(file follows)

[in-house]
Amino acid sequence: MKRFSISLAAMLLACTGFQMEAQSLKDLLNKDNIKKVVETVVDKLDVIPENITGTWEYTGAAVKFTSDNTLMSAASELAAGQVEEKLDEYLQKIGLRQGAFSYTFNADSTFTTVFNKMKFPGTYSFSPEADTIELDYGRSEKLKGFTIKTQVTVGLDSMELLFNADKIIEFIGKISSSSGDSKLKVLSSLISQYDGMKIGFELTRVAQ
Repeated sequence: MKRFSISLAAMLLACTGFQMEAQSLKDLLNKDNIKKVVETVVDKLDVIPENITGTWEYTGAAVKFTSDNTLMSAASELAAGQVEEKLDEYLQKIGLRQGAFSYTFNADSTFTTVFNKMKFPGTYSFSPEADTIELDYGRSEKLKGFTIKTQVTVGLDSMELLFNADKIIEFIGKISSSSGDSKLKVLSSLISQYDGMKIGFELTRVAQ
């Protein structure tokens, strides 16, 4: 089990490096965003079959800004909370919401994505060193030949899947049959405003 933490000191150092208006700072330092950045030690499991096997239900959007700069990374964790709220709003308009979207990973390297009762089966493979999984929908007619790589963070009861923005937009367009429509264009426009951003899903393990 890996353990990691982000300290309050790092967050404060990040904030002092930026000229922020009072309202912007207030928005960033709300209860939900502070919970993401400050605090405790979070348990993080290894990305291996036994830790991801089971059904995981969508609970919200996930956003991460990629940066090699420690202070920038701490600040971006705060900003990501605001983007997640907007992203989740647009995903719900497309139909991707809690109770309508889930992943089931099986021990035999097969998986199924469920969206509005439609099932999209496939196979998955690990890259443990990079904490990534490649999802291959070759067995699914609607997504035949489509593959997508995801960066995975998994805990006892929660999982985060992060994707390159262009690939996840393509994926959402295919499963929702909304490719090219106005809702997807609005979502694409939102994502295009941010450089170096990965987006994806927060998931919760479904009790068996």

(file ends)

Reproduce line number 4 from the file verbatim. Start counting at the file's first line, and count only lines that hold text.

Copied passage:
């Protein structure tokens, strides 16, 4: 089990490096965003079959800004909370919401994505060193030949899947049959405003 933490000191150092208006700072330092950045030690499991096997239900959007700069990374964790709220709003308009979207990973390297009762089966493979999984929908007619790589963070009861923005937009367009429509264009426009951003899903393990 890996353990990691982000300290309050790092967050404060990040904030002092930026000229922020009072309202912007207030928005960033709300209860939900502070919970993401400050605090405790979070348990993080290894990305291996036994830790991801089971059904995981969508609970919200996930956003991460990629940066090699420690202070920038701490600040971006705060900003990501605001983007997640907007992203989740647009995903719900497309139909991707809690109770309508889930992943089931099986021990035999097969998986199924469920969206509005439609099932999209496939196979998955690990890259443990990079904490990534490649999802291959070759067995699914609607997504035949489509593959997508995801960066995975998994805990006892929660999982985060992060994707390159262009690939996840393509994926959402295919499963929702909304490719090219106005809702997807609005979502694409939102994502295009941010450089170096990965987006994806927060998931919760479904009790068996």